This week I want to explore a really interesting study on dry bulk shipping done by Robin Greenwood and Samuel Hanson of Harvard. Don’t worry, this won’t be as dry an email as the title of that study makes it sound. The study was brought to my attention via a Verdad research report last month and I think it’s a really interesting commentary on the business cycle and how our behavior as investors drives booms and busts. A lot of what we are about to discuss is directly applicable to the broader world of investment, not just the dry bulk business.
Dry bulk shipping refers to moving large quantities of unpackaged commodities via ship. Think of things like iron ore, coal, gain, lumber, steel rods etc. The industry has been around for a long time, as you can imagine humans have been moving commodities by ship for probably as long as ships have existed. It’s extremely competitive and, thanks to the volatile nature of commodity prices, is an extremely cyclical industry. Great wealth is both created and lost in dry bulk shipping.
A few things make the dry bulk world hyper cyclical. For one, the cargo itself has a volatile price. When prices are high, there is more demand for shipping. When they are low, demand dries up. In the case of agricultural goods, that cycle can be driven by something as fickle as the weather in a certain month. Layer on top of that the fact that it takes 18-36 months to build a new ship, and you have a scenario where demand for shipping and the supply of ships can be way out of equilibrium for a long time, creating a huge boom or bust.
Now, the final amplifier in this chain is that the ship builders price ships based on current demand. This means when dry bulk shipping demand is high, the ship prices are expensive. When it’s low, they are cheap. This creates a miss match, where the input cost of the business is extremely responsive to supply and demand but the output, or pay off, is lagged by 18-36 months. Given we know how volatile the industry is historically, this miss match creates some strange behavior by dry bulk companies which, in this case, can be thought of as the investors.
Greenwood and Hanson found that shipping companies commissioned new ships when net earnings and new ship prices were highest. Consistently, this created a phenomenon where large numbers of ships are delivered 18-36 months after a boom in ship earnings, with that new supply increase having the obvious effect of lowering ship earnings that were dependent on excess demand. This “buy high, operate low” behavior means that the new and used ships bought at peak prices tend to exhibit negative future returns for the shipping company. The study found owners who bought ships at peaks could earn returns as low as -36%, while those who bought them at cycle bottoms could earn as high as 24%. That is a pretty large gap, and remember, it’s the same ship in both scenarios….the only difference being the price paid for it.
The shipping companies are making two mistakes, according to Greenwood and Hanson.
1) They are assuming the high levels of earnings and demand currently will persist into the future when they commission expensive ships.
2) They fail to realize that competitors are making the same decisions with the same data, and so the assumptions made in #1 are not just potentially overstating demand, but also understating supply.
The authors present an economic model that incorporates those two errors, and through it they explain most of the historical volatility in ship prices and earnings. Even with this data being “known”, ship owners continue to extrapolate good markets too far into the future and not account for other competitors reacting in the same way. This creates over investment, which inevitably leads to excess supply and therefor a low future return on investments made during that time.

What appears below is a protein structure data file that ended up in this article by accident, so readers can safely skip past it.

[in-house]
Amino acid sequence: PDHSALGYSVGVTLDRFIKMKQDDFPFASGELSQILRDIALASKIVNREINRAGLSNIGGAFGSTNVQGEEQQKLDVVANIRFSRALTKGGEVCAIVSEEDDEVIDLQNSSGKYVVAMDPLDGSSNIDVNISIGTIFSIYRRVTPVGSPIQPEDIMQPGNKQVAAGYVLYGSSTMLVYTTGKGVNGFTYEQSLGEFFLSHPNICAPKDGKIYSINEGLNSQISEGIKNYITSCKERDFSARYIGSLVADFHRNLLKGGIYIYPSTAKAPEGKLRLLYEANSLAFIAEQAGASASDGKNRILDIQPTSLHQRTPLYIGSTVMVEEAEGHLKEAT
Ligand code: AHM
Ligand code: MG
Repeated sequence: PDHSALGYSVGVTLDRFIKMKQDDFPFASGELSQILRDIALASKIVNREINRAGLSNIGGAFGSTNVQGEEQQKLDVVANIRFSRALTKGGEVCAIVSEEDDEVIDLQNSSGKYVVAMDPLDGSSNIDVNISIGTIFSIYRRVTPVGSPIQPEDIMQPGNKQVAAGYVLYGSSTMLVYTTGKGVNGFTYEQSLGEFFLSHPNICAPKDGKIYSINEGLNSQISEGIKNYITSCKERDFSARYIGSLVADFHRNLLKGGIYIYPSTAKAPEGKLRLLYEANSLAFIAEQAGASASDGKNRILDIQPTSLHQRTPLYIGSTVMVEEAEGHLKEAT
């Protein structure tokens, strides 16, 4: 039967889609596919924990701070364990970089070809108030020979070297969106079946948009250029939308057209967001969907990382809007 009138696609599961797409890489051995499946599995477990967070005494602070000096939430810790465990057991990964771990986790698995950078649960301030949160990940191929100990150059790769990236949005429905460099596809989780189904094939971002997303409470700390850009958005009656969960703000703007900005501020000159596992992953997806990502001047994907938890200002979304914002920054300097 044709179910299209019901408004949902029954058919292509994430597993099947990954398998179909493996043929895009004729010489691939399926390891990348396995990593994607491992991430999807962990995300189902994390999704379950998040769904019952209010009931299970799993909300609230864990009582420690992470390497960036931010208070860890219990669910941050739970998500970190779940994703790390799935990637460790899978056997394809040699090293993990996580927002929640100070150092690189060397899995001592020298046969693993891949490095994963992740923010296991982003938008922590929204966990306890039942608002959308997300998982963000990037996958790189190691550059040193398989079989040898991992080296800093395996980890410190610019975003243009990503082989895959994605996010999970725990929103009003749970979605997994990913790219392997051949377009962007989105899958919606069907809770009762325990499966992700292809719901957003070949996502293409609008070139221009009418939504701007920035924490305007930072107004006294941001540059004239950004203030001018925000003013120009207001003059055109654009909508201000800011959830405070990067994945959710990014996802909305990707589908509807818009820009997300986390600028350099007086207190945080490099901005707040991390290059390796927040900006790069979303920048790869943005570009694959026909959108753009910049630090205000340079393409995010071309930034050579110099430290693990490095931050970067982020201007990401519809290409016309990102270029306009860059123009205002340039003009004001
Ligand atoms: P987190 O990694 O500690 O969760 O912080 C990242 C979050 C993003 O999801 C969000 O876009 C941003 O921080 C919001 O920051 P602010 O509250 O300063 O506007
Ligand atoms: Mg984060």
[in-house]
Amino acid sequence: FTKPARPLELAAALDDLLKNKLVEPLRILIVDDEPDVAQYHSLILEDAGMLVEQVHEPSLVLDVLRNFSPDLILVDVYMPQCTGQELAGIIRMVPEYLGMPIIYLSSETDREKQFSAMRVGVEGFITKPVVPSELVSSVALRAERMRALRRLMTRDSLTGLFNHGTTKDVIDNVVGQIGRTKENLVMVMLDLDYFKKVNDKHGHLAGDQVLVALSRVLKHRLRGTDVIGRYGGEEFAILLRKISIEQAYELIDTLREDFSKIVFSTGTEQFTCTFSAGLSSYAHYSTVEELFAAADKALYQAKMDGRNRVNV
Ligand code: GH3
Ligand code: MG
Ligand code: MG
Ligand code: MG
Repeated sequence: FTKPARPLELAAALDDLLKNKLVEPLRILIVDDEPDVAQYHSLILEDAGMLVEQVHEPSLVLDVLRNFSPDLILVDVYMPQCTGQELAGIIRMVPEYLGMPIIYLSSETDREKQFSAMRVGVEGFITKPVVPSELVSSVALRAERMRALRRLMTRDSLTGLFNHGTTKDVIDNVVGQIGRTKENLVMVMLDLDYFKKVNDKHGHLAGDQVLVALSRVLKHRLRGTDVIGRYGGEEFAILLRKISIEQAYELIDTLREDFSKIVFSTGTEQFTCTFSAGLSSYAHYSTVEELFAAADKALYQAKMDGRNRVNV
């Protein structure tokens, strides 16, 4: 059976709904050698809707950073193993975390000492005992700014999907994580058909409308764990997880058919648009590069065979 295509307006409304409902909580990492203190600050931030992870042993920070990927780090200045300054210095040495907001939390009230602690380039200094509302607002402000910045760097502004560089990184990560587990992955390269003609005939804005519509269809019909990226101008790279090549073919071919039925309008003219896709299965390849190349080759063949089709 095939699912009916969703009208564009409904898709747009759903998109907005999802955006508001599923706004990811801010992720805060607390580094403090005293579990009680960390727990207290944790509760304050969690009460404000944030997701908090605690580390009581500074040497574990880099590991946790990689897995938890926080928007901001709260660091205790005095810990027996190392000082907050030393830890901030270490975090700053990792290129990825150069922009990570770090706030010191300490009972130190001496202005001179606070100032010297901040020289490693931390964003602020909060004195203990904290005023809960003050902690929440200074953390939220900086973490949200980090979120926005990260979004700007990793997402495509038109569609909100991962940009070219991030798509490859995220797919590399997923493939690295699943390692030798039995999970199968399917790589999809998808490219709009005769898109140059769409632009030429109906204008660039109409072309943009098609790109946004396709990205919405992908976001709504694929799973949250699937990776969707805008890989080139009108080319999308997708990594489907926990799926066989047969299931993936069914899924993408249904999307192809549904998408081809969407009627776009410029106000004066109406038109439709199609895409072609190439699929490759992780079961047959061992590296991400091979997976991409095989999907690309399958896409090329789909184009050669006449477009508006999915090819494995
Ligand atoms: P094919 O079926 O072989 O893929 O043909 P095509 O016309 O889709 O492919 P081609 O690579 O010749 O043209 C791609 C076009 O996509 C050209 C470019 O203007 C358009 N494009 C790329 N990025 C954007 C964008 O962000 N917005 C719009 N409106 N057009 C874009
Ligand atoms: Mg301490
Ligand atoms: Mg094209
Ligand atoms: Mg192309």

There are obvious similarities to draw between a Greek ship captain and the average investor through a business cycle. High prices tend to create more buying, low prices tend to create less buying, and that behavior tends to reduce long term returns. Imagine a shipping company who banked their cash flow during a boom, and then commissioned ships with that cash when business was slow. I’m not sure if that company exists, and it certainly wouldn’t eliminate all the risks of dry bulk shipping, but you can imagine the profitability advantage that fictional company would have over its competitors.
In closing their piece, the Verdad author (unnamed in the research) says the following…
“IPOs and SPACs might be the equity market’s new ship orders, and valuation multiples for big tech companies are used ship prices. And, perhaps, equity investors suffer from the same extrapolation bias and competitor neglect as ship owners.”
That is one firm’s opinion and certainly it is not a perfect analogy, but imagine for a moment that stock purchases worked like ship purchases. You put up all the money at today’s price, but you don’t receive the stock in your portfolio for 18-36 months. If you like, you can imagine a bunch of investment bankers clambering around on scaffolding, welding your stock together until finally they break a bottle of Champaign over the top and slide it out of dry dock and into your portfolio. If that was the case, I bet it would narrow the universe of companies you would be willing to buy stock in. Some investors got a taste of that last week, when trading platforms like Robinhood limited stock trading in a few volatile names for just a few days.
So perhaps going forward we should remember these shipping companies as we captain our portfolios through the rough seas of the market. We shouldn’t get blinded by the next wave in front of us and forget to look out to the horizon, where we can focus on the assets that will get us the best future rate of return, which is of course abbreviated as…
“Arrrghhhh O Arrrrghhh”
Have a great weekend, me hearties,